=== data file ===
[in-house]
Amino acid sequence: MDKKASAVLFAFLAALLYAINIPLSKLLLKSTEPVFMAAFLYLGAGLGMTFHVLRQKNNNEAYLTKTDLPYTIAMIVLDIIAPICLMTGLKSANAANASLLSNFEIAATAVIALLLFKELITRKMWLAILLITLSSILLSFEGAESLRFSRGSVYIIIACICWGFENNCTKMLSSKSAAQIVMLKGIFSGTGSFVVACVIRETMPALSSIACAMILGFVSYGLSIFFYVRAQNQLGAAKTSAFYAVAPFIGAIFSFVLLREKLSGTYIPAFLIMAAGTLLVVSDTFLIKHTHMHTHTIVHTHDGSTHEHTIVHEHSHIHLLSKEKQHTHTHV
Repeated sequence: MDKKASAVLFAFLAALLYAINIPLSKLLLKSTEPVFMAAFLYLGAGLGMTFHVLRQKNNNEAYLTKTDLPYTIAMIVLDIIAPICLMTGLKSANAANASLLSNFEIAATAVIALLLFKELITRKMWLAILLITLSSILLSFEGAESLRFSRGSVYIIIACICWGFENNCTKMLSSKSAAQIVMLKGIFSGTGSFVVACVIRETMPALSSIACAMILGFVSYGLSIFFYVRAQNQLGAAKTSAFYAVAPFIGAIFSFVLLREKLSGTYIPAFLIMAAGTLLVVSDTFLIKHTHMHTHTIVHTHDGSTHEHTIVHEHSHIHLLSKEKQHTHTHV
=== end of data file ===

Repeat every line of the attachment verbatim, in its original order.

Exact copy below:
[in-house]
Amino acid sequence: MDKKASAVLFAFLAALLYAINIPLSKLLLKSTEPVFMAAFLYLGAGLGMTFHVLRQKNNNEAYLTKTDLPYTIAMIVLDIIAPICLMTGLKSANAANASLLSNFEIAATAVIALLLFKELITRKMWLAILLITLSSILLSFEGAESLRFSRGSVYIIIACICWGFENNCTKMLSSKSAAQIVMLKGIFSGTGSFVVACVIRETMPALSSIACAMILGFVSYGLSIFFYVRAQNQLGAAKTSAFYAVAPFIGAIFSFVLLREKLSGTYIPAFLIMAAGTLLVVSDTFLIKHTHMHTHTIVHTHDGSTHEHTIVHEHSHIHLLSKEKQHTHTHV
Repeated sequence: MDKKASAVLFAFLAALLYAINIPLSKLLLKSTEPVFMAAFLYLGAGLGMTFHVLRQKNNNEAYLTKTDLPYTIAMIVLDIIAPICLMTGLKSANAANASLLSNFEIAATAVIALLLFKELITRKMWLAILLITLSSILLSFEGAESLRFSRGSVYIIIACICWGFENNCTKMLSSKSAAQIVMLKGIFSGTGSFVVACVIRETMPALSSIACAMILGFVSYGLSIFFYVRAQNQLGAAKTSAFYAVAPFIGAIFSFVLLREKLSGTYIPAFLIMAAGTLLVVSDTFLIKHTHMHTHTIVHTHDGSTHEHTIVHEHSHIHLLSKEKQHTHTHV